As before, I had to smile the grotesquely comic scenes where Arthur Huntingdon and his rakish guests disgrace themselves in drunken excess.

Again, as when I read it the first time, I thought that the creation of the character of Arthur Huntingdon was brilliant, a Gothic Villain of the Piece who is anything but brooding and Byronic . He is truly a smiling villain, and once more I thought how much more believable he was than Heathcliff, whom Charlotte Bronte remarks is too inhuman in his in his all-absorbing passions to  seem like a man.

Some readers state that they find Anne Bronte’s view of humanity ‘misanthropic’, but on neither of my readings did I find it so (some might say that is because my own view of so-called ‘human nature’ in general at least under our present social order is not extremely high  (there are many  honourable exceptions).

Anne Bronte is after all writing about an innocent girl’s disillusionment with her attempt to turn a drunken libertine from his destructive descent into a brutalised, prematurely aged roué. His choice of friends is based on those who share his passions for hunting, riding, drinking and debauchery; accordingly, the men, and most of the women, featured in this novel will not have a high moral code. One of these men, Grimsby, is clearly a women hater; still, the fact that two of Huntingdon’s previous four boon companions, Lord Loughborough (whose wife he seduces) and the loutish and insensitive but warm-hearted Hattersley do reform, hardly shows an especially grim view of human nature on the author’s part.  Helen also, if rather too aesthetic for modern taste, shows herself to be impervious to Arthur’s bad influence. In a way, in the moral struggle between them, she is the victor after all.

The fourth friend becomes obsessed by the heroine Helen, and works assiduously to seduce her in turn. Invariably repulsed, he equally invariably returns to passionate declarations of devotion. I found his constant attempts rather unbelievable in a selfish, superficial man, and this is certainly a fault in characterisation. So is the fact that Arthur, who is never meant to read anything but hunting journals and newspapers, and to take no notice of sermons, quotes Shakespeare and the Bible rather accurately. I doubt even a wasted good education could account for that.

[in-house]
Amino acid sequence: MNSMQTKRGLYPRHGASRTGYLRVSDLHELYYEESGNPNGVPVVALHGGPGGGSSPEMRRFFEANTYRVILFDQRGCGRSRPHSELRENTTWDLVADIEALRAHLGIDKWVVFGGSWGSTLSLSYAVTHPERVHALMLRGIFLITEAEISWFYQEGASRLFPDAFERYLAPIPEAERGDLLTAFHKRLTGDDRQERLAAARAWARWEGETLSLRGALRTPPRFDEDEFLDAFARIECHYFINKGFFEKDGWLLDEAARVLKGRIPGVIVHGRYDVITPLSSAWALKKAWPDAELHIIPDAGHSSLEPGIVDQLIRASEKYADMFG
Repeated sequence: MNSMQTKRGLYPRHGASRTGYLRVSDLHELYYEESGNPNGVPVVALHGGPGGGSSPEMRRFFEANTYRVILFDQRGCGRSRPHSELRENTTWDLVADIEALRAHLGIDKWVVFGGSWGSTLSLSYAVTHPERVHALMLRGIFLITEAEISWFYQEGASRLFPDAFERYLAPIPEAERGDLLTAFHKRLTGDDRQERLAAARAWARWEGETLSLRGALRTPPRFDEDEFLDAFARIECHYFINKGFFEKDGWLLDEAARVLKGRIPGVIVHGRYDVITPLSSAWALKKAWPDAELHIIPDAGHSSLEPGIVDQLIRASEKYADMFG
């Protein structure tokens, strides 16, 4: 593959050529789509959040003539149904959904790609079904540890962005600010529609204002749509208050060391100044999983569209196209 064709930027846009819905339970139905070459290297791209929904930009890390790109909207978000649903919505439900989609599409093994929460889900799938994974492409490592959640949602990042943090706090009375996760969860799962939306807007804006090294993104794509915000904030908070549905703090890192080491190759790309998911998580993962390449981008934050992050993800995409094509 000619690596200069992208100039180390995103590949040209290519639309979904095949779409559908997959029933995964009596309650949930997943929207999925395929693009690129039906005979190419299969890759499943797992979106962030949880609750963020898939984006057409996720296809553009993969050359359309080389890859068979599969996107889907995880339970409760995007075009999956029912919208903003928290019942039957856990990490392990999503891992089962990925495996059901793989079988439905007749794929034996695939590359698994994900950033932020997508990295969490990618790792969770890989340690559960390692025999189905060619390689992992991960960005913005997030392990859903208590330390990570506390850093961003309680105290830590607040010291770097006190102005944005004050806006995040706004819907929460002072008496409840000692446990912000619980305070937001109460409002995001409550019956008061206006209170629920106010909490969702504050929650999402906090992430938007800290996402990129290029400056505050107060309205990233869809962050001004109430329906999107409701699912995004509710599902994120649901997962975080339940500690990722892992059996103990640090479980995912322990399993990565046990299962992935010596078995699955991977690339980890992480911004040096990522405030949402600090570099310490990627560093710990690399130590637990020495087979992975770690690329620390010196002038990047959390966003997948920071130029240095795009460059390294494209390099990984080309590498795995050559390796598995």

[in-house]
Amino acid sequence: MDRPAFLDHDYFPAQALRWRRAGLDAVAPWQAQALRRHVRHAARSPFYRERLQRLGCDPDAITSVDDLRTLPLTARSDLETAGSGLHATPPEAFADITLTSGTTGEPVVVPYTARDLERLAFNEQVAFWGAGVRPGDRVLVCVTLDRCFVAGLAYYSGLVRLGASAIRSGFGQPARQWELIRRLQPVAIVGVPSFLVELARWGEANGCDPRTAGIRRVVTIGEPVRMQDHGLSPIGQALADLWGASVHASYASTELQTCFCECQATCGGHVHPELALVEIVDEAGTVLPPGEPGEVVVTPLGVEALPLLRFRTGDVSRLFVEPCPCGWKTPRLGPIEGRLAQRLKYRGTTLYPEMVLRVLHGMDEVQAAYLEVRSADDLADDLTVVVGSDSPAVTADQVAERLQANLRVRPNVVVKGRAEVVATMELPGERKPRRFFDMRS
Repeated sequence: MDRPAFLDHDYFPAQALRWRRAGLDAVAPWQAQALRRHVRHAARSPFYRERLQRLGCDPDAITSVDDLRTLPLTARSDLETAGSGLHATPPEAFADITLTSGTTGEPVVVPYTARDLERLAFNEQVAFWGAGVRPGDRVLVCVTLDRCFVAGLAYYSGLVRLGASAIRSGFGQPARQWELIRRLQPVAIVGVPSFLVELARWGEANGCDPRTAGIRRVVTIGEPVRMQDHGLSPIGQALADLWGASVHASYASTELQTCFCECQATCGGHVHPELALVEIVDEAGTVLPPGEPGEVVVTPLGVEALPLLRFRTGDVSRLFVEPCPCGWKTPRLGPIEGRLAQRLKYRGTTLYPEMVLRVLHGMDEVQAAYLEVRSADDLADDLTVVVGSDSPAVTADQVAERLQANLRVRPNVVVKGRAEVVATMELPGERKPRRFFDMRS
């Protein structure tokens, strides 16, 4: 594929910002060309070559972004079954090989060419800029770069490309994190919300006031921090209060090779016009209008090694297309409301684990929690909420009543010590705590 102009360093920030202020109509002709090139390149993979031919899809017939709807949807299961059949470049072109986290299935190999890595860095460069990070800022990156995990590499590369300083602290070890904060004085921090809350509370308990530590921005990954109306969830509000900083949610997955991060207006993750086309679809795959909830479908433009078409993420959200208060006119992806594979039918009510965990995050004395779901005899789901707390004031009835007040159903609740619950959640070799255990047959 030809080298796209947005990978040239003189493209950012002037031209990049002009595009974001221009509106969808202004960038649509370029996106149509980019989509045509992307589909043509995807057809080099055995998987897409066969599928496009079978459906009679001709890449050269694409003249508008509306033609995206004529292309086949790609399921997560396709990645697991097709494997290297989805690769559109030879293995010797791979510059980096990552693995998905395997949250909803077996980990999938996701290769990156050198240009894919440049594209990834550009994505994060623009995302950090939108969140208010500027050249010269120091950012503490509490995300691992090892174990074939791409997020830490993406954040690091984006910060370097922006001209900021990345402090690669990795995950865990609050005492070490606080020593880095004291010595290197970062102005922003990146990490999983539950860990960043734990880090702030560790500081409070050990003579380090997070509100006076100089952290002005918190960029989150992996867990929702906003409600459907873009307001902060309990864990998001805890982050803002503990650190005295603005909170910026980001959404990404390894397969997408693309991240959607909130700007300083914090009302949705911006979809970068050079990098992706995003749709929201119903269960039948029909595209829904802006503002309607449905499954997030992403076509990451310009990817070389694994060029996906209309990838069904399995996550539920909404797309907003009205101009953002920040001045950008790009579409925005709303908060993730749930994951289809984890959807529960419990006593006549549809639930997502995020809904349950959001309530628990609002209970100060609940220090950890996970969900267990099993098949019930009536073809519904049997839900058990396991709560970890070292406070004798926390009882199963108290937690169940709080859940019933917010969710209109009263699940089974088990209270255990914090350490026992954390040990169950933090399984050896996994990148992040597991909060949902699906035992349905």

In fact, I noticed more this time just how the style of the narrators, Gilbert Markham in his direct account and Helen Huntingdon in the story of her disastrous marriage contained in her journal, is frequently too similar.

I did feel far more sorry for Arthur Huntingdon this time round – I thought of him as a silly young man who has a roguish charm which, in fact – and I was unable to work out whether the author intended this – he never entirely loses, even in his later degradation.

When he notes that due to his debauchery, he is ‘not so handsome a fellow as he was’ that he has silver hairs in his ‘beloved chestnut curls’ and worries that he is becoming frankly ‘too corpulent’ I felt unaccountably sorry for him again, for over the course of half a dozen years he ruins his good looks entirely. In the end, even his sensuality is drowned in his obsession with drink.

His behaviour is always outrageously selfish, and his treatment of the infatuated Helen is from the start unthinkingly cruel. Though he certainly marries her for love, he is incapable of treating her fairly as a rational human being, given that his vanity and self-indulgence always motivates his behaviour. When he discovers before their engagement, that as an artist she has made various sketches and paintings of him, he teases her about it unmercifully. When she tears one of these up, he punishes her by flirting with the heartless heiress Annabella Wilmot for days. Finally, discovering Helen in tears, he condescends to propose.

He amuses himself, while Helen is still a starry-eyed bride, with recounting his sexual conquests – not only of experienced matrons – which one might expect in a rake, though most would surely avoid boasting of it to their wife in the interests of marital harmony – but also of ‘confiding girls’.

This latter is a shocking breach of even a rake’s code of conduct. The poor girl realises that in mistaking his light-hearted charm and playful manners for genuine warmth of heart, she has committed herself to a man motivated largely by unfeeling vanity.

Her joyless aunt wanted her to marry a dull, equally insensitive but conventionally ‘good’ man, appropriately called ‘Boreham’ from whose dull clutches the rascally Arthur frequently rescues her during her introduction to society. Her aunt has been married to a rake herself, and thinks any marital fate preferable. Her very opposition to Arthur’s courtship of Helen encourages her niece’s passionate belief in his natural goodness.